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Perspectives in Biology and Medicine

David Resnik
On March 28, 2017, the National Academy of Sciences, Engineering, and Medicine (NASEM) released a much-anticipated report on the Environmental Protection Agency's controlled human inhalation exposure studies. This essay reviews the ethical controversies that led to the genesis of the report, summarizes its key findings, and comments on its approach to informing human subjects about the risks of inhalation exposure studies. NASEM's report makes a valuable contribution to our understanding of the scientific and ethical issues involved in conducting human inhalation exposure studies...
2017: Perspectives in Biology and Medicine
Nancy E Kass
While medical ethics has a long history, and research ethics guidance emerged more formally in the 1960s and 1970s, frameworks for public health ethics began to appear in the 1990s. The author's thinking about public health ethics evolved from consideration of some of the ethics and policy questions surfacing regularly in the HIV/AIDS epidemic. This essay discusses some of the shared commitments of public health and ethics, as well as how one might apply an ethics lens to public health programs, both generally and in the contexts of public health preparedness and obesity prevention...
2017: Perspectives in Biology and Medicine
Hilde Lindemann
This essay lays out some of the many resources that a background in literary studies has to offer bioethics. After identifying four useful characteristics of stories, it briefly discusses some kinds of moral work that stories can be put to, including countering ethically undesirable stories and modeling ethically troubling situations. Stories can be invoked in our moral reasoning, compared and parsed, and used to teach moral lessons. They can help us discern which moral concepts are operative in a specific instance...
2017: Perspectives in Biology and Medicine
Raymond De Vries
C. Wright Mills said that when done well, sociology illuminates the intersection of biography and history. This essay examines how the author's vocational choices and career path were shaped by historical circumstance, leading him to a degree in sociology and to participation in the odd and interesting interdiscipline of bioethics. Drawing on a distinction between sociology in bioethics and sociology of bioethics, the essay considers the value of sociology to the bioethical project.
2017: Perspectives in Biology and Medicine
Jonathan D Moreno
This essay provides a rational reconstruction of the author's genetically inscribed inclination to do normative ethics with an historical bent and offers some reflections on the value of historical thinking for bioethics.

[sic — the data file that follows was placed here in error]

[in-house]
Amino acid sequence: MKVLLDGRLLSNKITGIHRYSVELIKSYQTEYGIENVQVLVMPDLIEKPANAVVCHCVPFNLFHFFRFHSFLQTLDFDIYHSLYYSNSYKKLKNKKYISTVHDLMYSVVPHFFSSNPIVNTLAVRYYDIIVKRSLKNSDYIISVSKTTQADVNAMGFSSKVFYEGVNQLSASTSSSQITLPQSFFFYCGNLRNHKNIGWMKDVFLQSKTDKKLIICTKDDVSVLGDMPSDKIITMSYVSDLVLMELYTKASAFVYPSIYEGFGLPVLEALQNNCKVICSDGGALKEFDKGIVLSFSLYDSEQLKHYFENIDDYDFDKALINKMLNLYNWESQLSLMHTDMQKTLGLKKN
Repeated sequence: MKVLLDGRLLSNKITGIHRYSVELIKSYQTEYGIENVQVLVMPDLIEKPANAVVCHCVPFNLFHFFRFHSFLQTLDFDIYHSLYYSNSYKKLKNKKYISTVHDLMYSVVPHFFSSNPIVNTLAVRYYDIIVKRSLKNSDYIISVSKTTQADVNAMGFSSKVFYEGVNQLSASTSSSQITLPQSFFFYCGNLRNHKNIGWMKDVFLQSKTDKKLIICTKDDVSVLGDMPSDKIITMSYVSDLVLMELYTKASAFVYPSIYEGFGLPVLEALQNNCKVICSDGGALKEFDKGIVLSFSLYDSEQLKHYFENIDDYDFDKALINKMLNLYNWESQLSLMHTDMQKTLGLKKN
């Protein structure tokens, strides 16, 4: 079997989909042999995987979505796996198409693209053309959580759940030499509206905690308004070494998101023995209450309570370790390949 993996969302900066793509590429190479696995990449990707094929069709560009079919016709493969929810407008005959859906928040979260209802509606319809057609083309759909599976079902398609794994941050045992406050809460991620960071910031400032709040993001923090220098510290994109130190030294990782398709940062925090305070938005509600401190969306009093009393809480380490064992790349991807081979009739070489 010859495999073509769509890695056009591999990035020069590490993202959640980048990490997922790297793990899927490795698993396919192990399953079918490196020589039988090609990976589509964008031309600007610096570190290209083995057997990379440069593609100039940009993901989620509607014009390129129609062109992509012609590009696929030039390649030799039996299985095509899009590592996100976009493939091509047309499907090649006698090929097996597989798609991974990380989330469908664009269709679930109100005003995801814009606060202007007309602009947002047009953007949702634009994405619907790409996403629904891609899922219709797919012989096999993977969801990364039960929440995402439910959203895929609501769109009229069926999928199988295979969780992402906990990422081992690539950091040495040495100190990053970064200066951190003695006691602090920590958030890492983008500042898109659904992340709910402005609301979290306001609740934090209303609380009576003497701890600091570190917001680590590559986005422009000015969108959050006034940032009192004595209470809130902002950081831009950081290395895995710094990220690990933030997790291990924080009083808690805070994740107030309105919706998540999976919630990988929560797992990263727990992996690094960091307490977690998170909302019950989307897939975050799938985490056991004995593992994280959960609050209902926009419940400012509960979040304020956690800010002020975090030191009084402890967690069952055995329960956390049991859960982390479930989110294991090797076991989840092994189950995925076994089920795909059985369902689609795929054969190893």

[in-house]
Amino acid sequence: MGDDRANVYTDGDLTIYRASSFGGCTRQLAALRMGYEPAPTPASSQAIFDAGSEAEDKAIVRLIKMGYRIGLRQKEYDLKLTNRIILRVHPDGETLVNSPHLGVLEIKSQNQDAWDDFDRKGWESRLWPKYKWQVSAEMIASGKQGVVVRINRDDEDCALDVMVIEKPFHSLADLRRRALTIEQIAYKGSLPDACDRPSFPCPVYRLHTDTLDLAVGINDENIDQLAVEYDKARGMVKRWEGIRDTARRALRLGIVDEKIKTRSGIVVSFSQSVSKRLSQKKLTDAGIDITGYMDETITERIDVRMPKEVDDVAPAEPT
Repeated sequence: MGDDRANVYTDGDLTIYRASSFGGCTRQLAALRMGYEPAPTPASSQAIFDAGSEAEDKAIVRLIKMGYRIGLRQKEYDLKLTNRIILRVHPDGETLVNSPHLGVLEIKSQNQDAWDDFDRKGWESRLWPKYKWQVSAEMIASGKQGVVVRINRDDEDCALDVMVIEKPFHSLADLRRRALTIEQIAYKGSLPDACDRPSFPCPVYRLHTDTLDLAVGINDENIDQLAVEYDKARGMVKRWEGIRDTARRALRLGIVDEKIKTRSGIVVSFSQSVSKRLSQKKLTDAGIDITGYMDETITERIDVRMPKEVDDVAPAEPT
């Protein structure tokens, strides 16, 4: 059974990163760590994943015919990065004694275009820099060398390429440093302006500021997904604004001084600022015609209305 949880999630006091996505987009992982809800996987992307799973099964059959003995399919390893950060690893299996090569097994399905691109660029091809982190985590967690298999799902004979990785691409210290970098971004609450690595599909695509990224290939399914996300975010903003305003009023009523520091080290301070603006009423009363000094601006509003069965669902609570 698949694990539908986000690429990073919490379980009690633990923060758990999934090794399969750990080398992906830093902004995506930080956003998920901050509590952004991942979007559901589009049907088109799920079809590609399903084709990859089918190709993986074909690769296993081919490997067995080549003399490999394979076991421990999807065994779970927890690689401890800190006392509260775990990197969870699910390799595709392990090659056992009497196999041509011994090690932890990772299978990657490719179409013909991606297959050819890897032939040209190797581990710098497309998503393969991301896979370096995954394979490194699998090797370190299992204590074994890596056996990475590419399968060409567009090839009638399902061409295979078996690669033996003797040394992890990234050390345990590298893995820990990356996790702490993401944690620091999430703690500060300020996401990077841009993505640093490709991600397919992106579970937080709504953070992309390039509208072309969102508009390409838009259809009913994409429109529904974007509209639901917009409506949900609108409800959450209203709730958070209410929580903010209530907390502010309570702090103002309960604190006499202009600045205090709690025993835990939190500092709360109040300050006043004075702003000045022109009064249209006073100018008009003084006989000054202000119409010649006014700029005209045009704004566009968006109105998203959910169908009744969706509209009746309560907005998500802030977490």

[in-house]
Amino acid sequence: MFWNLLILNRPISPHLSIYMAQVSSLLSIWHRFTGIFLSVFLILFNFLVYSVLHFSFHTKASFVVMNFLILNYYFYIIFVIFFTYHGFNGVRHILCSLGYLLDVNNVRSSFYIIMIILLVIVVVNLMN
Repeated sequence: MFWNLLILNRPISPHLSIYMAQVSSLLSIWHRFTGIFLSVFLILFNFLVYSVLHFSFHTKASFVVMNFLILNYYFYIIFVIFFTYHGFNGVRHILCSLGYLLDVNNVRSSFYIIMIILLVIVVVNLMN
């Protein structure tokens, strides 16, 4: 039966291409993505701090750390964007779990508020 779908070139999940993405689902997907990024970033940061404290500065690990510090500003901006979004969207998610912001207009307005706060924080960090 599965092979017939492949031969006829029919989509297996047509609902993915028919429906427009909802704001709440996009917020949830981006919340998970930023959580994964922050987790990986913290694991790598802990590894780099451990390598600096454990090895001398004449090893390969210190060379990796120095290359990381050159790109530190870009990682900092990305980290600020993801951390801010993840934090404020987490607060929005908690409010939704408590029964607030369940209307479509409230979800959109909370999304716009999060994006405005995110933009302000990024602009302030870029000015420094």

2017: Perspectives in Biology and Medicine
Rebecca Dresser
Fascination with In re Quinlan, the first high-profile right-to-die case in the United States, led the author to law school. By the time she received her law degree, bioethics was emerging as a field of study, and law and bioethics became her field. The mission of legal education is to teach students to "think like a lawyer," which can be a productive way to approach issues in many fields, including bioethics. Legal education can also teach individuals to respect people whose views on bioethics issues differ from their own...
2017: Perspectives in Biology and Medicine
Connie M Ulrich
Nurses, one of the most trusted professional groups in our society, work with patients and their families at all stages of the illness trajectory. Nurse bioethicists are a small but special subset of the nursing profession and bioethics community, focusing on the moral complexities that arise in clinical care, research, and health policy. This article examines the career trajectory of a nurse bioethicist and the clinical, educational, and research experiences that shaped her career goals. It also addresses the uniqueness of nursing and the ethical challenges that nurse's encounter in their day-today interactions with diverse patient populations and calls for distinct conceptual and empirical bioethics inquiry...
2017: Perspectives in Biology and Medicine
Joseph J Fins
Through this autobiographical reflection on a life in medicine and bioethics, the author discovers that time is a unifying theme in his work. From his early writing on the regulation of house staff work hours and his abandonment of essentialism and the development of clinical pragmatism as a method of moral problem-solving to his scholarship on end-of-life care and disorders of consciousness, time has been a central heuristic in an effort to bridge ethical theory and clinical practice.
2017: Perspectives in Biology and Medicine
Franklin G Miller
Philosophy is a core discipline that has contributed importantly to bioethics. In this essay, the author traces his trajectory from philosophy to bioethics, oriented around the theme of challenging the conventional wisdom. Three topics are discussed to illustrate this theme: the ethics of randomized trials, determination of death and organ transplantation, and pragmatism as a method of bioethics. In addition, the author offers some general reflections on the relationship between philosophy and bioethics. Philosophy recovers itself when it ceases to be a device for dealing with the problems of philosophers and becomes a method, cultivated by philosophers, for dealing with the problems of men...
2017: Perspectives in Biology and Medicine
Franklin G Miller, Joseph J Fins
No abstract text is available yet for this article.
2017: Perspectives in Biology and Medicine
Franklin G Miller
This review essay reflects on the remarkable best-selling book, When Breath Becomes Air (2016), by Paul Kalanithi, a young neurosurgeon. The author's moving narrative displays clinical and existential wisdom and offers rich food for thought regarding both what it means to be a doctor and the experience of facing death from metastatic lung cancer.
2016: Perspectives in Biology and Medicine
Arthur W Frank